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The home field advantage: does it have an effect in motorsport?

Nigel Mansell was once famously quoted as saying that the presence of vast numbers of fans at his home race were worth an extra few tenths of a second per lap. While this claim is obviously difficult to quantify, he’s not the only driver who has implied that a visible (and vocal!) contingent of partisan supporters can have a positive motivational effect on race day. With a capacity crowd of 140,000 expected for the British Grand Prix at Silverstone this weekend as part of the Government’s test event programme, Zandvoort back on the F1 calendar, and Max Verstappen’s orange army out in force at the Red Bull Ring recently, we thought it timely to look at some sport psychology research regarding the effect of home advantage. While much has been written about home venue advantage in the context of other sports, is there any evidence to suggest it may also have an influence on athlete performance in motorsport events?


Getty/Red Bull Content Pool


Firstly when looking at this issue from a Formula One context, the definition of a ‘home’ venue or race can be slightly ambiguous. Although Red Bull have had a great run at their eponymous home circuit in Austria over recent years, only their sponsorship is Austrian-based, with the actual team being based in Milton Keynes. This technically makes Silverstone their home race from an operations standpoint, as with most of the current teams on the grid. For the purposes of this article we’ll mostly focus on the role of the driver as a performing athlete over a race weekend, while acknowledging that there is a clear logistical advantage for all members of team personnel when they’re able to work at circuits close to home; particularly over the course of the current monster 23 race worldwide schedule.


Research conducted in other sports (most notably soccer) shows that there is a significant and positive statistical effect to playing at home, with teams consistently winning more home than away games. Correlation doesn’t always equal causality though, so what factors have been put forward that may influence this phenomenon? There are four key factors for home advantage which are believed to be crowd support, territoriality, familiarity, and travel fatigue. It has been suggested that the main factor is presence and proximity of large numbers of vocal fans (with the effect being more pronounced at indoor playing environments such as those used in hockey and basketball) playing a part in increasing arousal levels and leading to increased motivation for home players.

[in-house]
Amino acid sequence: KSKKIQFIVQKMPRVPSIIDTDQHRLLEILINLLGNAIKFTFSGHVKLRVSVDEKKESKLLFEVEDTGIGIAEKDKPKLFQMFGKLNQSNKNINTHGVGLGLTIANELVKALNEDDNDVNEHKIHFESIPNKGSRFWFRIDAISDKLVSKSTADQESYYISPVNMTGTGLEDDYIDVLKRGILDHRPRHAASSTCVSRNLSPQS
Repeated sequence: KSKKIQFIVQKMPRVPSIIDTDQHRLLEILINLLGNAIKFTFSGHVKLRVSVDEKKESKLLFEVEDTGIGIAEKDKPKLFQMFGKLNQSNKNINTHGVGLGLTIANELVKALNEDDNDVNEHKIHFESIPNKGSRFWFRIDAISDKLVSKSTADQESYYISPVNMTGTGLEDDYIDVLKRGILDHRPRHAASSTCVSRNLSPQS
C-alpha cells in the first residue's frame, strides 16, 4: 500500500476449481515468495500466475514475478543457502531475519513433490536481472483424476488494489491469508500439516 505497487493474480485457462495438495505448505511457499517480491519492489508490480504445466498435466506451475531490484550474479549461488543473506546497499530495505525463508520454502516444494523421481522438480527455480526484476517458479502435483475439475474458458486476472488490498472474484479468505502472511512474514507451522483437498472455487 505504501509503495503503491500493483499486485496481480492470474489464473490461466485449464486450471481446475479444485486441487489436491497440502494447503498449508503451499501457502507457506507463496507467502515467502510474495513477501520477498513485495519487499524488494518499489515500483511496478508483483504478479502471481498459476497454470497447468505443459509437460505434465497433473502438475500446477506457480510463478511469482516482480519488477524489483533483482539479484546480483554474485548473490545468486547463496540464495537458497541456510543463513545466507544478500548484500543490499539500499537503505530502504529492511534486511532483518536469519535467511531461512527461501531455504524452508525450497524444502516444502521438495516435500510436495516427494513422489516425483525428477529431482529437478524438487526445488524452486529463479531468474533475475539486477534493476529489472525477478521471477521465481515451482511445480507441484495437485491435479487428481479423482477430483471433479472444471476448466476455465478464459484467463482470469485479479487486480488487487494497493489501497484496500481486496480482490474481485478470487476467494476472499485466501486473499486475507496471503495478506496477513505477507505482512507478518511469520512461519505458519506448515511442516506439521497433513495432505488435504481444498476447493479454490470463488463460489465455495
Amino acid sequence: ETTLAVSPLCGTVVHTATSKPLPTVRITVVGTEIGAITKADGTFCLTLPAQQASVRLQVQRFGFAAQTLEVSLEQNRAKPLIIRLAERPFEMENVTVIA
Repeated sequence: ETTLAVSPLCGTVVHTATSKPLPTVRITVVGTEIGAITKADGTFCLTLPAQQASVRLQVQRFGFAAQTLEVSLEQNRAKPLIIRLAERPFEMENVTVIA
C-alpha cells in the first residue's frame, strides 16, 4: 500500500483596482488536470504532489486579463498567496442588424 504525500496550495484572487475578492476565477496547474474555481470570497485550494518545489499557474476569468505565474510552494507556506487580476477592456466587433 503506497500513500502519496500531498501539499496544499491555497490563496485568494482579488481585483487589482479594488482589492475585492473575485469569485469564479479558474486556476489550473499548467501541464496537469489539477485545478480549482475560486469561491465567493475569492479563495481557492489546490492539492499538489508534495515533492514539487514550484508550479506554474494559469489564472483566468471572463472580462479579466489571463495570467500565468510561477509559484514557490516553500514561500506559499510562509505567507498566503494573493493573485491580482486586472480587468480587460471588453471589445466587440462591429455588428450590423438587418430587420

Interestingly there is also some evidence to suggest that while this effect can be strong during the normal course of a season, it statistically begins to tail off again when the importance of matches increases with formats like ‘playoffs’ or toward the end of a season. This ties in with the concept of over-arousal for athletes at big pressure or ‘spotlight’ events, supporting the optimal zone theory (a sport psychology classic!) and that individual differences of players and how they respond to stress events also has a significant effect. For a classic example of this we’ll once again turn to soccer, where a player who derives a motivational benefit from a noisy home crowd during the course of a match may suddenly wish for an empty stadium when it’s time for match-deciding penalty kicks.


Carl Jorgensen


With much of the research in the area having been conducted in team sport environments (and also being quite US-centric) let’s take a look at how this broad observed effect might play out for individual athletes in a motorsport context. At a very basic level, competing at a home venue can simply reduce the number of variables an athlete has to contend with, and therefore devote attentional capacity to, on race day. By removing complicated travel logistics, increasing the chance of being well rested from sleeping in your own bed, to having a larger family/social support network on hand, a ‘home’ event can have obvious advantages. For international athletes, even being in an environment where you can conduct a working day in your own language may increase that sense of familiarity and become just one more tiny thing you don’t have to devote precious attentional capacity to.


On the flipside of this however, it’s likely that the extra attention around a home event for an elite athlete may bring increased media commitments or a sense of expectation that isn’t necessarily present at other events. Every individual will handle this differently, and where one may thrive from the increased buzz and activity around a race weekend, another may find it distracting and an unwelcome drain to their focus. It’s therefore important for any athlete and their wider support network (in any sport) to be aware of where these events may occur in their season, and have appropriate well-developed strategies in place to cope with any associated anxiety or unwelcome negative attentional effects that could impact their performance.